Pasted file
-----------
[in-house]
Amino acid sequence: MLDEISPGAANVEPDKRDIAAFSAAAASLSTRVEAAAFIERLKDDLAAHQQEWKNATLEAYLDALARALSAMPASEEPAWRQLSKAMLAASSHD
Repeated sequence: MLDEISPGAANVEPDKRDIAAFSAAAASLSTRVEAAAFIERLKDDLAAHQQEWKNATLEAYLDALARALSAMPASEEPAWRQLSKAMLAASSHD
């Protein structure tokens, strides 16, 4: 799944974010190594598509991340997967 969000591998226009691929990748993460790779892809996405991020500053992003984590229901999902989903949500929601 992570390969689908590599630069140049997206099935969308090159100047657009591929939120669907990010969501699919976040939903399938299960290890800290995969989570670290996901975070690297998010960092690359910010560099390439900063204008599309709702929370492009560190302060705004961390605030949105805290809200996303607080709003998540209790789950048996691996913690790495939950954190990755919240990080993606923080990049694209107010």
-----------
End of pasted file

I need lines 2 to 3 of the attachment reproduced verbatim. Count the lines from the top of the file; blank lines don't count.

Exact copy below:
Amino acid sequence: MLDEISPGAANVEPDKRDIAAFSAAAASLSTRVEAAAFIERLKDDLAAHQQEWKNATLEAYLDALARALSAMPASEEPAWRQLSKAMLAASSHD
Repeated sequence: MLDEISPGAANVEPDKRDIAAFSAAAASLSTRVEAAAFIERLKDDLAAHQQEWKNATLEAYLDALARALSAMPASEEPAWRQLSKAMLAASSHD